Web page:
Because I was so dedicated to capturing some fabu photographic memorabilia, and because I thought I was the only one still at the park, I didn’t give any thought to my perfectly tawny new hair, carelessly and no doubt tossed about in a sexy manner. Nor did I think about the fact that I was laying down and crawling about in the grass and elk droppings in a short skirt.

Therefore, I did not see the initial onset of the intruders.


Brady did though. And so did Jasmine as she’s not even in this shot.

Next thing I knew, a man was walking toward us and his dog was running toward us.

Ordinarily, this might be a moment for panic. Maybe it’s because I was laying on the ground in a short skirt. Maybe it’s because I’d been exposed to a lot of heavy duty chemicals for much of the day. Maybe it’s because I was in a silly mood, having just spent an inordinate amount of time taking pictures of my own toes. Or, just maybe, it resulted from the power given to me by my newly microwaved feet.

I was extremely calm, despite the large brown block-headed lab barreling into the midst of my tribe of four.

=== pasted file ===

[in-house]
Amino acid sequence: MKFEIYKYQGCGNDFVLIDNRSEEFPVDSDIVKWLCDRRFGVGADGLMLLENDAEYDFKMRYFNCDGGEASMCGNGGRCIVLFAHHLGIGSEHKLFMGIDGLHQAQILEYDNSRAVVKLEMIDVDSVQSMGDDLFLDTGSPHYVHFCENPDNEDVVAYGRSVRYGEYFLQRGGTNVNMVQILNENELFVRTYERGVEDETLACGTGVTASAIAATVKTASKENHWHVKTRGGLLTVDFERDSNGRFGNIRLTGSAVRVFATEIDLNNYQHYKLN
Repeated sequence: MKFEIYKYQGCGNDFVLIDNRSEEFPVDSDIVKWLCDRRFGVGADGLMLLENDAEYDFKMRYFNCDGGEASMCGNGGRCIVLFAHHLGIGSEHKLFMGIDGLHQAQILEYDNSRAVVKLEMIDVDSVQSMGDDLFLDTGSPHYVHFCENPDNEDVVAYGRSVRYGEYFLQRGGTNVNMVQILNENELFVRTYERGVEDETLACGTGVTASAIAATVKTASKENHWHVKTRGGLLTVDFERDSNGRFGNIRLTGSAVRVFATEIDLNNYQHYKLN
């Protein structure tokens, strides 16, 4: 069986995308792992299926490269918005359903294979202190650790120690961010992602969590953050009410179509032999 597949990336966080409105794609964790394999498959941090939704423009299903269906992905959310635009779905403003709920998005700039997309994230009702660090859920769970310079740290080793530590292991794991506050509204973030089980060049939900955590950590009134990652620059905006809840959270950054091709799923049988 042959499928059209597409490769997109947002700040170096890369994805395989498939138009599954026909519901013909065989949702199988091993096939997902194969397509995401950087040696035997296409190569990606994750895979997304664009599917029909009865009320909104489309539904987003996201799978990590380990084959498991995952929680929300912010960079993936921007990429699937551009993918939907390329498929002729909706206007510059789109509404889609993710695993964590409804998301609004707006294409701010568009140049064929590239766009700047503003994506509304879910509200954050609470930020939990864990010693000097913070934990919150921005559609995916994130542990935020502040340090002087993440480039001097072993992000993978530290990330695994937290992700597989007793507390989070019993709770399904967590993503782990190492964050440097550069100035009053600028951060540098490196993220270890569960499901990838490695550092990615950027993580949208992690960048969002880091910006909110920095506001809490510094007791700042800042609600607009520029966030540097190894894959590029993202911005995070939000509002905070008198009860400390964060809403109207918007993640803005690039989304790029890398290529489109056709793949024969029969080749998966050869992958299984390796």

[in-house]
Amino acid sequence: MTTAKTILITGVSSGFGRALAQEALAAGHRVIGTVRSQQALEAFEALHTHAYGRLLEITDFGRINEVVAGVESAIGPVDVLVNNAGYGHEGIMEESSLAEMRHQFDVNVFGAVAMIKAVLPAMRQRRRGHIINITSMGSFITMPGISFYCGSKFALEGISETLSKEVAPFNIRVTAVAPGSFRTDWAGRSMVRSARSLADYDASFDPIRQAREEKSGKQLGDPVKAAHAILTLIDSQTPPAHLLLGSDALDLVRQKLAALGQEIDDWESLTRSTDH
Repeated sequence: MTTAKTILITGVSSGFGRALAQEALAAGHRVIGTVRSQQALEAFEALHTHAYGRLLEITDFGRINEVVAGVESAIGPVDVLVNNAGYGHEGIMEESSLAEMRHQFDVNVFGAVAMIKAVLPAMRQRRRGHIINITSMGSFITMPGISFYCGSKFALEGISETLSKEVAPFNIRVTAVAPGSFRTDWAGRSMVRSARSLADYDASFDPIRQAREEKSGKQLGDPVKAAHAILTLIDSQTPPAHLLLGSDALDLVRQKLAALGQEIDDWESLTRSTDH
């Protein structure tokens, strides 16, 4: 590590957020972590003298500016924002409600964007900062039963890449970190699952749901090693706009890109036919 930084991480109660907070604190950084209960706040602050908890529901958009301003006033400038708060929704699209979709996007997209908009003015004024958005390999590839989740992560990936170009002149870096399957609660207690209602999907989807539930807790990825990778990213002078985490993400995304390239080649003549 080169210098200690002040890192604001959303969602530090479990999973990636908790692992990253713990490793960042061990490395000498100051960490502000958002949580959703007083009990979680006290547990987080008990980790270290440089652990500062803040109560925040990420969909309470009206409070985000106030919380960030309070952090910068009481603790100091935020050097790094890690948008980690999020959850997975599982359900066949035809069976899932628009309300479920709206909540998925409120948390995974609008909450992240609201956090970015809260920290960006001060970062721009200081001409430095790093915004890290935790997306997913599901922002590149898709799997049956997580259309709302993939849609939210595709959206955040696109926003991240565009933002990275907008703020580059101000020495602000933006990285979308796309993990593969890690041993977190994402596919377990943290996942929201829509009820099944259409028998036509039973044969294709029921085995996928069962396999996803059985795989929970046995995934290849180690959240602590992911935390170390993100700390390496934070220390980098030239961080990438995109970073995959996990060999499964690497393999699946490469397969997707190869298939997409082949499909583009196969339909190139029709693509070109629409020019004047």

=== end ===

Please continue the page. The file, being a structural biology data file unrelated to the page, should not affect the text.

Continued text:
I reasoned that, really, this guy was taking a mighty chance letting his dog run amok among mine. Also, mine call off fairly quickly.

Jasmine and Brady were quick to run up to the intruder. Youke stayed a safe distance away, but was clearly agitated. Camm opted to protect all the balls and stayed with them. The intruder, “Buster” as I found out he was named, thought this seemed like great fun. Camm though was not having it and warned him off with a snarl as she hovered over the three balls she’d gathered between her front feet. Youke growled a warning when the dog got too close to me. Youke is highly possessive and considers me one of his prized possessions. Brady decided he wasn’t that interesting after all and proceeded to stare at the balls gathered between Camm’s feet.

But Jasmine was ever so interested with Buster. Buster had balls. Very large balls swinging between his legs and a perfect accessory to his block head. Jasmine loves herself big block-headed intact males.

Meanwhile, the big burly man who also came with Buster had gotten closer to me.

He attempted to be friendly with an apology. “Sorry I busted up your photo shoot,” he said.

I stifled a giggle, and adjusted the length of my skirt, as Buster lived up to his name and proceeded to bust into my small family gathering.